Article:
Founded back in 2009 by some of the most renowned players in Flanders’ materials industry and the region’s universities, SIM became one of the region’s official spearhead clusters in 2017.
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Preparing for the future by shaping it: SIM leads the way in materials science
The ‘Yes, together we can’ attitude at SIM
“Together, we can:
“If you consider just about any major challenge we will have to face over the next decade, materials are at the center of it,” Guido explains. “To improve energy management and reduce negative impacts on the climate, we need more efficient electrical engines, solar panels, wind turbines and batteries, for instance. On the other hand, for materials prone to supply disruptions – like rare earth elements –, we need to find alternatives. Even in the development of solutions to the aging population dilemma and its costs, materials take center stage. Think about wearables that detect vital signs, or smart carpets in retirement homes that can alert nursing staff when an elderly person falls.”
The way we are structured and use research talent allows SIM to keep up with the ever increasing speed of evolution in our environment.
Traditionally, the materials innovation process has been slow and expensive. Developing and commercializing a new material can take up to 15 years and cost millions. SIM’s goal is to speed up the go-to-market process. Guido: “By working together with the entire value chain – from raw material suppliers to end users –, we can maximize inputs and knowledge and bring into use new or enhanced materials much quicker. Start-ups and SMEs are often eager to test innovations – giving all of us the chance to learn how to improve further.”
“To give just one example, we’ve been working on lightweight composites and their stiffness and fracture behavior,” Guido continues. “Two researchers working on the project have created a new company, REIN4CED, which further developed and patented a specific material. Soon, they will start selling bicycle frames that offer cyclists maximum safety and durability. In a later stage, the focus will extend to automotive and aerospace.”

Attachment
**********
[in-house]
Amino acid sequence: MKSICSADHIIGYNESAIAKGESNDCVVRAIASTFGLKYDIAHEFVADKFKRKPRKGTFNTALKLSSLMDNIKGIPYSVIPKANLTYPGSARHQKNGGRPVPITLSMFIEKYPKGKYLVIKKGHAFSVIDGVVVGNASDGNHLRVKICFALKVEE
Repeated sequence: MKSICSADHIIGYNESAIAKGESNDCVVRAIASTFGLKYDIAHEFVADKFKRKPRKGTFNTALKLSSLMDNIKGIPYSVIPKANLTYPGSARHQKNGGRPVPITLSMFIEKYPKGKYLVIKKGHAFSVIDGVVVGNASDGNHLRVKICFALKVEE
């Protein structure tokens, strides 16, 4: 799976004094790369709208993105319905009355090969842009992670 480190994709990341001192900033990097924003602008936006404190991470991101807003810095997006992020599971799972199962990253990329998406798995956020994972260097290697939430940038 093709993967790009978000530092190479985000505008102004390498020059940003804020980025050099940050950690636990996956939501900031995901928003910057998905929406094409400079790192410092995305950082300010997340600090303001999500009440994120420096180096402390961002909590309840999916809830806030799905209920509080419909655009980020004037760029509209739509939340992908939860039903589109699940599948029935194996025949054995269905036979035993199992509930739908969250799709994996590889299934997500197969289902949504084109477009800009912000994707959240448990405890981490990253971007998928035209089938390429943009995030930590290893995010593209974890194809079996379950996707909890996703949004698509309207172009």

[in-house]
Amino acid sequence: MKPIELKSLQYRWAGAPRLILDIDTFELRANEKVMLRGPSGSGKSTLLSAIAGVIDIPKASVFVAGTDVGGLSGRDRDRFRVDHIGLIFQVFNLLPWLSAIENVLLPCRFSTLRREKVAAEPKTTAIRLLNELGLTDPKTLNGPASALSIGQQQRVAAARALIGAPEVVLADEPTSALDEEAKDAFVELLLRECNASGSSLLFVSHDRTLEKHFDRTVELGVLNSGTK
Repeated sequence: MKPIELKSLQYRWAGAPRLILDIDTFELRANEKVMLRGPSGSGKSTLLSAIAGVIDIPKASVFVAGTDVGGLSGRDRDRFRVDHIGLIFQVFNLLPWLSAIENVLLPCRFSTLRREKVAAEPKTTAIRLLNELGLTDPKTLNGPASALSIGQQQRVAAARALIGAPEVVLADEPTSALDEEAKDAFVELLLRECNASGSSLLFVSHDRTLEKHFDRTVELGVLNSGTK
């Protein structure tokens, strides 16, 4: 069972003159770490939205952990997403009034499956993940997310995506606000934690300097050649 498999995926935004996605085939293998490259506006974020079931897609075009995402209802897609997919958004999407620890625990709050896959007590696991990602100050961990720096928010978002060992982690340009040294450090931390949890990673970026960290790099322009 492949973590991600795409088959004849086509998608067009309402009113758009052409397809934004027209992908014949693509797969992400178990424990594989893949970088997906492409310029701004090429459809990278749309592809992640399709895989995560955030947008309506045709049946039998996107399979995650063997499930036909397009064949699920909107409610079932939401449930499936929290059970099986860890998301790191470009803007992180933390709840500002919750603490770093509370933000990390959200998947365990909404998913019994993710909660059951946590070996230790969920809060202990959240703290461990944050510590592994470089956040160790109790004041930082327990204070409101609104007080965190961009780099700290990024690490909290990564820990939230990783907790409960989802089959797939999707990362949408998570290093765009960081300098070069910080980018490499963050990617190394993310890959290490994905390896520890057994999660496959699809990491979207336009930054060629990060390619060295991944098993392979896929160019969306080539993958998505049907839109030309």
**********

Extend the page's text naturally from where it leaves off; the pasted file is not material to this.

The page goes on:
Our goal is to maximize inputs and knowledge for development of new or enhanced materials and speed up the go-to-market process.
To utilize the expertise of its member companies and partner organizations to the fullest, SIM set a carefully considered program structure in place. Guido: “Instead of having a multitude of projects all going in different directions, we focus on research programs consisting of several projects within clear-cut themes. There is, for example, the MARES program, where our goal is to recover metal out of waste material and turn the residues into building materials. Another one is the SOPPOM program, where we produce nanomaterials and print these into functional components such as (NFC) tags and solar modules.”
“While this approach helps maintain our focus and enables us build upon earlier results,” Guido adds, “we also recognize that it can be restrictive. That’s why we also launch stand-alone projects if there’s enough critical mass and a clear benefit for society and business. Most of these revolve around the circular economy, energy and industry 4.0.”
Materials science is an endlessly fascinating domain and an important path toward revolutionizing the way we build, manufacture, recycle and more. Guido: “Climate change may well be the biggest challenge we’re facing today, so it’s our priority to help find solutions. We are determined to contribute to tomorrow’s sustainable society.”
SIM members in the spotlight